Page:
To become a writer, to be a writer, is deceptively simple: All you have to do is write. As soon as you begin writing, you are a writer. Plain and simple.
Whenever I facilitate writing retreats and workshops, we always start with a short free-writing period. The purpose of this exercise is to wade into the stream of writing, to get ourselves wet. By doing so, we establish right from the beginning that every participant is indeed a writer. Then I encourage everyone to let go of, or at least suspend, any nagging internal debates like: “Am I or am I not really a writer? . . . Do I have what it takes to be a writer? . . . Am I fooling myself in wanting to write? . . .” etc. Such conjectures are not helpful or conducive for establishing a writing practice. So for now, as best you can allow yourself, just drop them.
Writing is a process and one enters the process as soon as one engages in the act of writing. This commonsense notion is so obvious that we often overlook it, but sometimes it’s refreshing to remind ourselves how easy it is to just begin writing.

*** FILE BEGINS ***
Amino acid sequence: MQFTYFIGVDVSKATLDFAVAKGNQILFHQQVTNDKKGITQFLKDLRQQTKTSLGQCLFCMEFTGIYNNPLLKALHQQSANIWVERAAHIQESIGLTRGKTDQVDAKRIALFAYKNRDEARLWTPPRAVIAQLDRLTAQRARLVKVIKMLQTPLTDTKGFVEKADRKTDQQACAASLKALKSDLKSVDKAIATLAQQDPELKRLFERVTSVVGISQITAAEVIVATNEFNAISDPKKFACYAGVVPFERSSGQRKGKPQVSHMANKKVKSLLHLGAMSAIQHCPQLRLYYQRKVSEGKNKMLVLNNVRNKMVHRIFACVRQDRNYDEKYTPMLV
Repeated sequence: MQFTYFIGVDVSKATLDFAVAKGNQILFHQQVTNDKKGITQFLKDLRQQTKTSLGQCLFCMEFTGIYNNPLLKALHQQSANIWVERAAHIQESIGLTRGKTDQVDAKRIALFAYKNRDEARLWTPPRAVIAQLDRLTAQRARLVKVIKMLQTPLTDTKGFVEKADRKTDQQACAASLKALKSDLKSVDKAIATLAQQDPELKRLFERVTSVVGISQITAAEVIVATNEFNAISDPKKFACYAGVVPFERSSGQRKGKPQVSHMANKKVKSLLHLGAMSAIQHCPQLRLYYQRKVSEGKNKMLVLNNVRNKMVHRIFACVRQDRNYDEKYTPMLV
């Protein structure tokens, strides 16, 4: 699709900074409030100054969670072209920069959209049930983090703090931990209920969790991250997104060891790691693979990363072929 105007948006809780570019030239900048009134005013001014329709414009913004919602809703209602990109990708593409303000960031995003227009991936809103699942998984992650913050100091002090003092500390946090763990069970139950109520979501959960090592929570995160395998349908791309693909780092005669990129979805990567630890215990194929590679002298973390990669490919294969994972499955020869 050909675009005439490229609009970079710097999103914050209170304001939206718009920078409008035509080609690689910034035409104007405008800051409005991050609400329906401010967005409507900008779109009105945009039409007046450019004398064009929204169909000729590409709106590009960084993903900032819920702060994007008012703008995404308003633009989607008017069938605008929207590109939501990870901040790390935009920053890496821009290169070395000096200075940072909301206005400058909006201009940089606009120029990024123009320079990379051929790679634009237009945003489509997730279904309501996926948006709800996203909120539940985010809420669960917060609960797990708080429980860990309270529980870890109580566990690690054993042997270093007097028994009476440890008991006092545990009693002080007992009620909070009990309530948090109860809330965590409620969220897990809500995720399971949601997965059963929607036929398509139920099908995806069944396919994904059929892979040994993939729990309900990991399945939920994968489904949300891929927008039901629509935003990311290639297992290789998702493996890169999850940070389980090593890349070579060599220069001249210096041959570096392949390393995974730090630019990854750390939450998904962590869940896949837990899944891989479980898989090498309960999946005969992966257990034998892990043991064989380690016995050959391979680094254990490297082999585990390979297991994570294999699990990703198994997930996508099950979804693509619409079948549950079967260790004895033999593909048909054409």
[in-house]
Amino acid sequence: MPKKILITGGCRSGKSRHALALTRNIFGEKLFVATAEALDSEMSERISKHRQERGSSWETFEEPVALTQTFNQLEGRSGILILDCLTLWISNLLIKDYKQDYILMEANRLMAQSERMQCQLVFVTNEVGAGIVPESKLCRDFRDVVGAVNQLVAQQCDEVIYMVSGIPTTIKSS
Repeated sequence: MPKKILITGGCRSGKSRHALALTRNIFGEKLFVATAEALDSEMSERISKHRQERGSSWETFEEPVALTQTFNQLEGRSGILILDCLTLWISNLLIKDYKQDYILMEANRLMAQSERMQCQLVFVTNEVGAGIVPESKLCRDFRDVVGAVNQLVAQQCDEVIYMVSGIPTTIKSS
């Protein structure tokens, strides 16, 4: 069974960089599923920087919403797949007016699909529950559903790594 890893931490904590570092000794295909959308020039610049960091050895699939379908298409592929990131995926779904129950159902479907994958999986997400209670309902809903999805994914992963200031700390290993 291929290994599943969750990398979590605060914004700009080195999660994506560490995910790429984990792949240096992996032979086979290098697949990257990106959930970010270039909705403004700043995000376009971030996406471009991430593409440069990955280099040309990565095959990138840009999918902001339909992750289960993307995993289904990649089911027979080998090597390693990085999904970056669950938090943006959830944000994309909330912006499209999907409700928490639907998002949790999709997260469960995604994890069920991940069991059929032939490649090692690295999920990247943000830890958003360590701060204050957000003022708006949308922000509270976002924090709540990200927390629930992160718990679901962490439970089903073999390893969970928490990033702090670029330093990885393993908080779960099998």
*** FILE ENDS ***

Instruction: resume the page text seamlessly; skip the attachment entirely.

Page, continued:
Gail Sher, a writer and longtime Buddhist practitioner, outlines four axioms in her book One Continuous Mistake, Four Noble Truths for Writers that are somewhat analogous to the Four Noble Truths of Buddhism. These are:
FOUR NOBLE TRUTHS FOR WRITERS
1. Writers write.
2. Writing is a process.
3. You don’t know what your writing will be until the end of the process.
4. If writing is your practice, the only way to fail is not to write.
I love these “truths” for their simplicity and directness and their implicit encouragement to enter the stream of writing. So wade on in. And if you occasionally find yourself cast up on some shore, high and dry, just recognize that you’re simply a writer who hasn’t been writing. The stream of writing is always there, ready and waiting for your return.